Mon Feb 13, 2017 6:43AM
US Ambassador to the United Nations Nikki Haley (R) and UN Secretary-General Antonio Guterres at UN headquarters in New York City on January 27, 2017 (Photo by Reuters)
US Ambassador to the United Nations Nikki Haley (R) and UN Secretary-General Antonio Guterres at UN headquarters in New York City on January 27, 2017 (Photo by Reuters)

The United Nations Security Council has announced an emergency meeting to discuss North Korea’s recent launch of a nuclear-capable ballistic missile.

The United States, Japan, and South Korea on Sunday requested the meeting on an “urgent basis.”

North Korea launched the missile near the western city of Kusong on Sunday. It flew east about 500 kilometers before falling into the Sea of Japan, according to South Korea’s Defense Ministry.

North Korea’s official Korean Central News Agency (KCNA) later on Monday confirmed that Pyongyang had “successfully” tested a “surface-to-surface medium long-range ballistic missile.”

The North’s leader, Kim Jong-un, “expressed great satisfaction over the possession of another powerful nuclear attack means, which adds to the tremendous might of the country,” the KCNA said.

A man watches North Korean leader Kim Jong-un on a TV screen in the South Korean capital, Seoul, February 12, 2017. (Photo by AFP)

The missile was reportedly powered by a solid-fuel engine. Thus, it requires a far shorter refueling time than conventional liquid fuel-powered missiles, said Yun Duk-min of the state-run Institute for Foreign Affairs and Security in the South Korean capital, Seoul.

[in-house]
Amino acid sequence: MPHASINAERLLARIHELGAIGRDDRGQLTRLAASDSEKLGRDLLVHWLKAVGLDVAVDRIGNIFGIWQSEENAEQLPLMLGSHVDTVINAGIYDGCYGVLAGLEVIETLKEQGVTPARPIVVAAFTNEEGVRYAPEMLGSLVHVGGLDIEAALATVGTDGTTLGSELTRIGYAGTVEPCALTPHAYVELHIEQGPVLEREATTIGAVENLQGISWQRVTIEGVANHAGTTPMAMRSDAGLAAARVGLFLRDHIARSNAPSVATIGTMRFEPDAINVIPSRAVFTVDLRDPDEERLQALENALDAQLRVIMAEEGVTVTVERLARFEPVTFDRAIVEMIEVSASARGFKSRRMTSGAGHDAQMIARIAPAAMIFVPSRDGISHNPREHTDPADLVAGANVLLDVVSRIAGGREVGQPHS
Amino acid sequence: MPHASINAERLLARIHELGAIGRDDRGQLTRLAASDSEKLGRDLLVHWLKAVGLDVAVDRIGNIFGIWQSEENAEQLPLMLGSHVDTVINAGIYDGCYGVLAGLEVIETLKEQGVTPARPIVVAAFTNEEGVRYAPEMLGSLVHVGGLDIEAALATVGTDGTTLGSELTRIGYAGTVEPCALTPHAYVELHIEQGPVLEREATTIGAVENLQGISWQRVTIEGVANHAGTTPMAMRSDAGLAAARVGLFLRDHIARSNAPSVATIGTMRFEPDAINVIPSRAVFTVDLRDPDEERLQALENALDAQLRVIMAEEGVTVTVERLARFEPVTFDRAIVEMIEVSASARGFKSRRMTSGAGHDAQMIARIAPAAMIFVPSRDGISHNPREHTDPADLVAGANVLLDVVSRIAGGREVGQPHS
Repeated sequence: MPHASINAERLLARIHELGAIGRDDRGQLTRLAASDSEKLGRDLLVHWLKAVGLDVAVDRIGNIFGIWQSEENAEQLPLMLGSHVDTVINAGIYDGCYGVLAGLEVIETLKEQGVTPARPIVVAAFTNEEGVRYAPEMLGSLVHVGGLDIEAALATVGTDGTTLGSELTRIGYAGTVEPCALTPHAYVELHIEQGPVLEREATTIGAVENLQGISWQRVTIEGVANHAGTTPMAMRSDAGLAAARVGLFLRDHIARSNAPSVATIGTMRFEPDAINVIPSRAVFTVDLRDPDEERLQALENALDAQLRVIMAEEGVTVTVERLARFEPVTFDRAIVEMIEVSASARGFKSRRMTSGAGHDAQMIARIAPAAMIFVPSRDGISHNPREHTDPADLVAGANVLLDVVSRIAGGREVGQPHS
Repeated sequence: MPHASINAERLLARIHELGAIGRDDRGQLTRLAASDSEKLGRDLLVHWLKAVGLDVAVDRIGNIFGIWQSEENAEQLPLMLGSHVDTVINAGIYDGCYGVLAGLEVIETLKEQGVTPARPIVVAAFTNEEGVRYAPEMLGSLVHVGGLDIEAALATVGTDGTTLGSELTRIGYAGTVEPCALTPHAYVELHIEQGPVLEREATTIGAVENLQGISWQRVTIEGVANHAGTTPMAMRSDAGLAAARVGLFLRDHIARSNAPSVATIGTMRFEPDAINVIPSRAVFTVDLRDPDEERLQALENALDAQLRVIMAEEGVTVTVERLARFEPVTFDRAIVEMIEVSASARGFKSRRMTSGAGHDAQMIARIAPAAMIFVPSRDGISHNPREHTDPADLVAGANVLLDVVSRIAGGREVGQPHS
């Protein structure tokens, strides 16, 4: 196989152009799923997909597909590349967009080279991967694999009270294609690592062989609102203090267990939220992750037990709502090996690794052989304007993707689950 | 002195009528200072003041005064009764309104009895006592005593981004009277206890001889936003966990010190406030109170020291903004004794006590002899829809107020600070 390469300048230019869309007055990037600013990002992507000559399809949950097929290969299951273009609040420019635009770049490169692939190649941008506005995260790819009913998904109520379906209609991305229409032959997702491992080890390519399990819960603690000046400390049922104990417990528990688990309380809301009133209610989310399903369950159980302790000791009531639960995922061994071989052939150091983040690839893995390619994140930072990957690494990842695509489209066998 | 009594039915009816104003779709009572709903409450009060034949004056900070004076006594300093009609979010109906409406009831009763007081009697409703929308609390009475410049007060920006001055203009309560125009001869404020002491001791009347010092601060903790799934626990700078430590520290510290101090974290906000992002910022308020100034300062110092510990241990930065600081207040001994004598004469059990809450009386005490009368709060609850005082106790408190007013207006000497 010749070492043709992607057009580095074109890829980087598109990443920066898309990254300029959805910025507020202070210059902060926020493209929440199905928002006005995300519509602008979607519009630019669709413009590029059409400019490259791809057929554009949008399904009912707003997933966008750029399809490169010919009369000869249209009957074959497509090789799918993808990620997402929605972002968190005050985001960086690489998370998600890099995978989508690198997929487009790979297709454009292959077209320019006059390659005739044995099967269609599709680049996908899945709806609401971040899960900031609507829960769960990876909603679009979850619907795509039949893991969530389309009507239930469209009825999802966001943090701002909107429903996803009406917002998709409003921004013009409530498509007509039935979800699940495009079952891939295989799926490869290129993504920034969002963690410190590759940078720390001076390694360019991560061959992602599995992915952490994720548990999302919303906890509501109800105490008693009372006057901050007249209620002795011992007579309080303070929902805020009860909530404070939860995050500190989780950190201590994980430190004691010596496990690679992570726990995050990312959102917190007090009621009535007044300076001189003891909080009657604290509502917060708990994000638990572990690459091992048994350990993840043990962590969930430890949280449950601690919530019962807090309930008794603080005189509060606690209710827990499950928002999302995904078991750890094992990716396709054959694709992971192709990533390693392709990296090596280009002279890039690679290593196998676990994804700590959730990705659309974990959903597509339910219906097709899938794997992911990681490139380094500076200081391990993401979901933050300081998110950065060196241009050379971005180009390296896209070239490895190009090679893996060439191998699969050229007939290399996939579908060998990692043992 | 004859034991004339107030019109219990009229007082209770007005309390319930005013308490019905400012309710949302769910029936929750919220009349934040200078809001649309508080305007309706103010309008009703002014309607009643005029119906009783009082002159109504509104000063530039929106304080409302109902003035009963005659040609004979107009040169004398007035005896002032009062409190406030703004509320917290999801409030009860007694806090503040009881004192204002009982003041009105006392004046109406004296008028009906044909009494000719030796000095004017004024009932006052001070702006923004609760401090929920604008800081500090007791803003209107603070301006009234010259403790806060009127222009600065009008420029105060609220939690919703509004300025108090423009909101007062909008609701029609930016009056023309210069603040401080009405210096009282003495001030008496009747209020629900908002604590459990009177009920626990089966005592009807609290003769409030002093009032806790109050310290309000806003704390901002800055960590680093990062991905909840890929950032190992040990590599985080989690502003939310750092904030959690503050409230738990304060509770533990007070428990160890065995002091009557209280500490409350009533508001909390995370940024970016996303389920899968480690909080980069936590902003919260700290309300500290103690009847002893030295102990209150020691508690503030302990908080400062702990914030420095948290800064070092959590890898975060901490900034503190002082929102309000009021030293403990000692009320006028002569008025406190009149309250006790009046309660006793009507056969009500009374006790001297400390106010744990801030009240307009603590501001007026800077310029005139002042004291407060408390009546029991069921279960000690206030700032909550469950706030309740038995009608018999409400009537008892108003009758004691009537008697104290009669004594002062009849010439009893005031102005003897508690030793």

He said such missiles “leave little warning time and therefore pose greater threat to opponents.” They are also harder to detect before launch by satellite surveillance, he added.

The launch has concerned Japan and South Korea and their ally the United States. Japanese Prime Minister Shinzo Abe, who was visiting US President Donald Trump in Florida when the launch occurred, called the test “absolutely intolerable.”

Japanese Prime Minister Shinzo Abe (L) and US President Donald Trump speak at the Mar-a-Lago club in Palm Beach, Florida, February 11, 2017. (Photo by AFP)

Trump reacted to the test only by saying that the US stood behind Japan, “its great ally, 100 percent.”

South Korea, too, has condemned the test.

North Korea faces international pressure to abandon its arms development and nuclear program. Yet, it says the programs aim to protect the country from US hostilities.

The US has military forces in South Korea and is planning to deploy an advanced missile system there in response to perceived threats from the North. The US also occasionally deploys nuclear-powered warships and aircraft capable of carrying atomic weapons in the region.